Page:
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Train your dog to be calm, relax and settle

For a happy family life, it’s important that dogs learn to relax and have time on their own. It’s especially important for them to do this when you’re busy at home – with guests, making dinner or cleaning, or outside with friends at the pub or café.

It’s hard for your dog to learn how to settle when there are distractions, so it’s best to begin practising somewhere quiet.

  1. To begin with you may just need to reward your dog for any behaviour that doesn’t involve staring at you, pulling on the lead, or barking.

    Sit quietly on a chair with your dog on the lead and a blanket on the floor. Drop tiny bite-size treats to your dog as a reward for settling down on the blanket. Don’t say anything to your dog while doing this.

    Gradually reward more relaxed behaviours. This will vary between dogs – some will automatically start lying down so you can quickly progress to rewarding your dog only for this behaviour.

    Then move on to reward specific signs of relaxing like sighing, weight shifting and head resting.

    Some dogs will take longer and might struggle to stop pulling on the lead or staring at you. If this is the case with your dog, you’ll need to take things more slowly by rewarding behaviours such as standing quietly, disengaging from people or sniffing their blanket. 

    Always make sure your dog is having a good time when settling, whether enjoying their toys, chews, or simply dozing and snoozing!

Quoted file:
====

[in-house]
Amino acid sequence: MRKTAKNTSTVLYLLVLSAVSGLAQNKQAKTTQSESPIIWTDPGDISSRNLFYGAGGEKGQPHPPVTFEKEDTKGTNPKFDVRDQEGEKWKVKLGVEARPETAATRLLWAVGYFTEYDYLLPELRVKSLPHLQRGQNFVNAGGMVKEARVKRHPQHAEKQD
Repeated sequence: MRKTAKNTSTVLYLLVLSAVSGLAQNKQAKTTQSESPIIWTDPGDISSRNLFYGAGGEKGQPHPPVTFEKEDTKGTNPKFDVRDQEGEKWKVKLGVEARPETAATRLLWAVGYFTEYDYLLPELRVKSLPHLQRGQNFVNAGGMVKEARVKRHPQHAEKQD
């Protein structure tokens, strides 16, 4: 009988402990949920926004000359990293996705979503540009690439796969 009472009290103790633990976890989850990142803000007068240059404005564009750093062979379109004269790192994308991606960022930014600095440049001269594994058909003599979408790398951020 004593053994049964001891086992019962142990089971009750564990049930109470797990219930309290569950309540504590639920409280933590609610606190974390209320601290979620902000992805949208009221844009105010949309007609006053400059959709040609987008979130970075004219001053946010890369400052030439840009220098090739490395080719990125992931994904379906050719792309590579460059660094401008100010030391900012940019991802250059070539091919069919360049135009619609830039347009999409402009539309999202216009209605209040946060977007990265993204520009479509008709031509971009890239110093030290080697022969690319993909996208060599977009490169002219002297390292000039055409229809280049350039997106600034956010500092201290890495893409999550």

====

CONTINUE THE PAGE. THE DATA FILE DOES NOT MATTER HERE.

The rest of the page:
2. When your dog is relaxed, start increasing the time they must be settled before you reward them. Gradually build up by a couple of seconds each time over multiple training sessions.

    Once your dog starts to get the hang of it and is shifting their weight so they’re comfortable and relaxed, you can start practising with them off lead. You need your dog to learn that they can settle whether they’re on or off-lead – useful skills for a lot of different situations!

     

  3. Slowly start building up distractions by practising the ‘settle’ in increasingly busy areas, or ask a helper to create a distraction by walking past, progressing to more exciting activities like sweeping or skipping.

    If your dog becomes unsettled or gets up, ignore them and wait until they settle again before rewarding them. If they won’t relax and settle, increase the distance from the distraction or make the distraction less interesting.

    Once your dog has learnt the basic objective of being settled, try training in different locations with more distractions.

    Try to resist telling your dog what to do during training, the aim is for them to learn for themselves to be calm and to relax. This is a form of learning that requires your dog to learn to settle without needing to be asked.